I actually made a cover for everything I wrote from age nine till high school.  I sketched out what I wished the cover for my novel Destitutio Quod Remissio could have been like and even made some concept art for the logo of Project Alexandria in Day Moon.  It’s been a kind of back burner ambition of mine to create a still image book trailer for a fantasy series I’ve been working on for some time.  I just don’t give nearly enough time to making it happen.  Though, the best cover art I’ve ever done for a novel, by far, is the graphic design I did for my first adult novel, which remains unpublished though I went almost to the end of self-publishing before backing off with it.  There’s still a picture of it on my website and if I ever get a publisher to pick it up I will beg them to consider using it at least in part.

17. You enjoy gardening – what are some of the plants you like to grow?
Pumpkins, zucchini, and hot peppers tend to be our favorites.  We usually get enough pumpkin to last all year and for several years my wife and I have had a hot, but edible, pepper growing contest with my dad (who is a much more serious gardener).  We have a blind taste test of peppers we choose to enter and then each score the peppers we taste on a scale of 1 to 10.  The last time my wife and I won with Dragon Cayenne peppers.  They’re only about 80,000 Scoville units, but that’s really pushing the limits of what I consider conventionally edible anyway.

18. How has your Christian faith influenced you and your writing?
Forgive me, because I’m going to be a bit redundant and rehash a little of #1. 
It’s why I’m writing.  When I graduated high school I wanted to get a “practical” degree for a good career.  But after a few years at WVU I took a creative writing class for fun.  Suddenly, writing which had always been a hobby felt so serious, so essential.  I started to understand Olympian Eric Liddell, who said, “God made me fast. And when I run, I feel His pleasure.”  It just suddenly clicked for me that I should write.  As I’m sure you’ve experienced, writing can be a roller coaster ride. Especially when you start trying to publish things and involve agents, publishing houses, marketing… basically everything that frightens and discourages me about writing.  A number of times I’ve asked God, whether me pursuing writing is really what He wants me to do.  I still work a full time job, I have a family, and writing can be costly in terms of money and certainly time.  Every time, without fail, when I’ve been on the precipice of giving up, something has happened to turn me around.  Once it was a man who works in the same organization I do, whom I’ve never met, who read the article in the newspaper about me and more than a year later e-mailed me to say, essentially God had been leading him to say some encouraging words to me.  He didn’t know why but he knew he needed to and he had bought five copies of my first book to give away.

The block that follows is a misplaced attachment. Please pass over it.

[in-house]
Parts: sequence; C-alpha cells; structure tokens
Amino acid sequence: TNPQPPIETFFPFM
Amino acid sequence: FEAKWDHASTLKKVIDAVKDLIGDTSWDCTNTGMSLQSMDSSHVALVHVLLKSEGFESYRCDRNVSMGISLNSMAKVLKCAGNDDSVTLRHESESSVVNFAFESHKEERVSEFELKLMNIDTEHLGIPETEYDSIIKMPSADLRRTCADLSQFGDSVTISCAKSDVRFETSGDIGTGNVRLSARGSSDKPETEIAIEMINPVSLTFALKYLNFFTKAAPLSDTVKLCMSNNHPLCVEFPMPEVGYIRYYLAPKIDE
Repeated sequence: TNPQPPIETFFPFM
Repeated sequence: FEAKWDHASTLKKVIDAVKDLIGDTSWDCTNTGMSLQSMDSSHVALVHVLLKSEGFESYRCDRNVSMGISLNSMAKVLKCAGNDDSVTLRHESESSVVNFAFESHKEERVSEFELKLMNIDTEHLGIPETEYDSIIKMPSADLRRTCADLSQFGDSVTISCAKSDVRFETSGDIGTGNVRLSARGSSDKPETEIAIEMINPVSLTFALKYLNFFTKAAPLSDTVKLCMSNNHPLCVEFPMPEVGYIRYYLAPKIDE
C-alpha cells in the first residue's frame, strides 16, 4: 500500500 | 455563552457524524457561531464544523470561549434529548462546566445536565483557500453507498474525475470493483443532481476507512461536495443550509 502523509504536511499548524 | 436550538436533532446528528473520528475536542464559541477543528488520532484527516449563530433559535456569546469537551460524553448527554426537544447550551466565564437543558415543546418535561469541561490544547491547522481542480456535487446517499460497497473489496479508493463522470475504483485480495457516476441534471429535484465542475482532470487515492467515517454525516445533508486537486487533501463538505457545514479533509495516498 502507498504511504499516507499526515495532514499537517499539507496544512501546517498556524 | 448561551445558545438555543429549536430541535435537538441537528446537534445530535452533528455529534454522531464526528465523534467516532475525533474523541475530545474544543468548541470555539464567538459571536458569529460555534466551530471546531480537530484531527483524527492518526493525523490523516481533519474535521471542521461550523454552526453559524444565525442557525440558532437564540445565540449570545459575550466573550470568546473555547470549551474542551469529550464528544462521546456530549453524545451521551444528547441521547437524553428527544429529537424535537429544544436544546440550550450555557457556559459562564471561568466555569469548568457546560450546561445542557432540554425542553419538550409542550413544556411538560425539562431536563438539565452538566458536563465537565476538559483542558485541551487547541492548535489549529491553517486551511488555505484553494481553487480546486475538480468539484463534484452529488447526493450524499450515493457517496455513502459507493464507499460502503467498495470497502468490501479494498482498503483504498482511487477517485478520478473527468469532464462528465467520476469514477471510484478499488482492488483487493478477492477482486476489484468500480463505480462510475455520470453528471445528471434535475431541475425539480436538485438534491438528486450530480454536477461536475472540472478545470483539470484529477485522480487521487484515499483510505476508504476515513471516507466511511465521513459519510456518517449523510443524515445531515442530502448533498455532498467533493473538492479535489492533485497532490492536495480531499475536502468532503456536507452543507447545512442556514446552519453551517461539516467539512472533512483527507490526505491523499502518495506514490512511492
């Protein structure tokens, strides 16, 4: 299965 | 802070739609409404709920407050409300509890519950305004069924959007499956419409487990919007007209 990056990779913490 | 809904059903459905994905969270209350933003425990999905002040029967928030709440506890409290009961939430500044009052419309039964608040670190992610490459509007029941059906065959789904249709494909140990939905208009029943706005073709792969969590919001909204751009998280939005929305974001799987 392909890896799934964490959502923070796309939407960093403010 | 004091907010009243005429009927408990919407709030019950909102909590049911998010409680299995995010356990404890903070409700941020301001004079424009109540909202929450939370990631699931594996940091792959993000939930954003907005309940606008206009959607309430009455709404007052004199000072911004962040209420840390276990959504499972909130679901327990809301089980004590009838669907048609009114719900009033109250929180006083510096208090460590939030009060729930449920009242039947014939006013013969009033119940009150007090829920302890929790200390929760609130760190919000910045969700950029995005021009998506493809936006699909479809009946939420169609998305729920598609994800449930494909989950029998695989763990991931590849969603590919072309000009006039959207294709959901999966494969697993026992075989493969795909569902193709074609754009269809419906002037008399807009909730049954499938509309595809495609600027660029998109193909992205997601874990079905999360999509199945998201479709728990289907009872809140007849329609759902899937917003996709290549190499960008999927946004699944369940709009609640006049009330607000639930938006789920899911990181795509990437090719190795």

More to the point, it gives me focus and purpose.  It’s not about getting famous or becoming wealthy or even gaining a career as a novelist.  I’m very much convinced fictional writing can shape how we feel and respond to the real world, so I want to write things that are meaningful. If it can impact one person’s life for the better, then it is all worth it.

19. Is there a favorite type of activity you enjoy doing with your wife and son?
Being able to go for walks together is pretty special.  We live a couple hundred yards from the road our mailbox is on, so we walk out and get the mail together as a family. Those walks often end in chasing our little guy all over the place, which only makes it so much better.

20. Who would win a battle of superhero skills: Superman, Batman or Wonder Woman?
This is a tough question because I’m uber-biased in favor of Batman.  But I think I can justify it.  If the metric is purely superhero skills, then Batman has to crush the competition.  Superman and Wonder Woman each have incredible strength, speed, and a host of other super human (or metahuman as DC terms it) abilities.  Often when fighting a foe, they fly in fast, punch a lot and use a special super power until they defeat their adversary.  Batman, on the other hand, spends time and effort to develop counter-measures for adversaries.  He has mastered a variety of martial arts and in spite of being just an above average human is able to keep up when the pressure is on with Superman and Wonder Woman.  His effort and nuancing to his work require more skill.  So until Superman and Wonder Woman display that kind of resourcefulness I will have to go with Batman every time.